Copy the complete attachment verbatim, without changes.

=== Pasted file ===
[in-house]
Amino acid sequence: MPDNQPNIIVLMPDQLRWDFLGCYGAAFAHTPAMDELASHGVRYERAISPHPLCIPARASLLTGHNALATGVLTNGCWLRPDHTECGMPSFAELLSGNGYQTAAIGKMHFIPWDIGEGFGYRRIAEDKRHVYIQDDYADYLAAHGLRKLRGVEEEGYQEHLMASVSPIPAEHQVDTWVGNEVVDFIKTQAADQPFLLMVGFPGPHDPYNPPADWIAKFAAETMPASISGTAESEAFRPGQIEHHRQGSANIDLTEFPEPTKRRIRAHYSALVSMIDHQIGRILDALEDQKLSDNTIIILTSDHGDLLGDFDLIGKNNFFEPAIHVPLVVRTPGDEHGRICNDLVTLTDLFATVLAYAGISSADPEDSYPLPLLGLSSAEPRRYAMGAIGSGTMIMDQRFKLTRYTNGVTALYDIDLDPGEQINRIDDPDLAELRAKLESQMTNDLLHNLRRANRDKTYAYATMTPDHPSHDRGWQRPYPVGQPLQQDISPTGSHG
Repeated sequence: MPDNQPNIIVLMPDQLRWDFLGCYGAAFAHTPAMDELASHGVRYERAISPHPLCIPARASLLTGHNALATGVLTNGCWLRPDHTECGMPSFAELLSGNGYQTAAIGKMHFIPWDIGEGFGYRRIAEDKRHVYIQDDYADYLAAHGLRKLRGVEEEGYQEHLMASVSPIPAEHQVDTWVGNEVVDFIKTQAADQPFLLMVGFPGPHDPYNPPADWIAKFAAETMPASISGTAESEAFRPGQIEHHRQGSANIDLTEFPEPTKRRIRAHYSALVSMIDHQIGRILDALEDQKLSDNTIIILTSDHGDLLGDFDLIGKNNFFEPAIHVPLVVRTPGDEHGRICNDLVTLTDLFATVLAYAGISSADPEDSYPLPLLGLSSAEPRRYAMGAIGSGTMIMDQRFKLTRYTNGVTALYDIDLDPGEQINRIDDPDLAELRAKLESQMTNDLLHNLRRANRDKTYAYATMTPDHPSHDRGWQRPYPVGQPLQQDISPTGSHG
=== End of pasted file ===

[in-house]
Amino acid sequence: MPDNQPNIIVLMPDQLRWDFLGCYGAAFAHTPAMDELASHGVRYERAISPHPLCIPARASLLTGHNALATGVLTNGCWLRPDHTECGMPSFAELLSGNGYQTAAIGKMHFIPWDIGEGFGYRRIAEDKRHVYIQDDYADYLAAHGLRKLRGVEEEGYQEHLMASVSPIPAEHQVDTWVGNEVVDFIKTQAADQPFLLMVGFPGPHDPYNPPADWIAKFAAETMPASISGTAESEAFRPGQIEHHRQGSANIDLTEFPEPTKRRIRAHYSALVSMIDHQIGRILDALEDQKLSDNTIIILTSDHGDLLGDFDLIGKNNFFEPAIHVPLVVRTPGDEHGRICNDLVTLTDLFATVLAYAGISSADPEDSYPLPLLGLSSAEPRRYAMGAIGSGTMIMDQRFKLTRYTNGVTALYDIDLDPGEQINRIDDPDLAELRAKLESQMTNDLLHNLRRANRDKTYAYATMTPDHPSHDRGWQRPYPVGQPLQQDISPTGSHG
Repeated sequence: MPDNQPNIIVLMPDQLRWDFLGCYGAAFAHTPAMDELASHGVRYERAISPHPLCIPARASLLTGHNALATGVLTNGCWLRPDHTECGMPSFAELLSGNGYQTAAIGKMHFIPWDIGEGFGYRRIAEDKRHVYIQDDYADYLAAHGLRKLRGVEEEGYQEHLMASVSPIPAEHQVDTWVGNEVVDFIKTQAADQPFLLMVGFPGPHDPYNPPADWIAKFAAETMPASISGTAESEAFRPGQIEHHRQGSANIDLTEFPEPTKRRIRAHYSALVSMIDHQIGRILDALEDQKLSDNTIIILTSDHGDLLGDFDLIGKNNFFEPAIHVPLVVRTPGDEHGRICNDLVTLTDLFATVLAYAGISSADPEDSYPLPLLGLSSAEPRRYAMGAIGSGTMIMDQRFKLTRYTNGVTALYDIDLDPGEQINRIDDPDLAELRAKLESQMTNDLLHNLRRANRDKTYAYATMTPDHPSHDRGWQRPYPVGQPLQQDISPTGSHG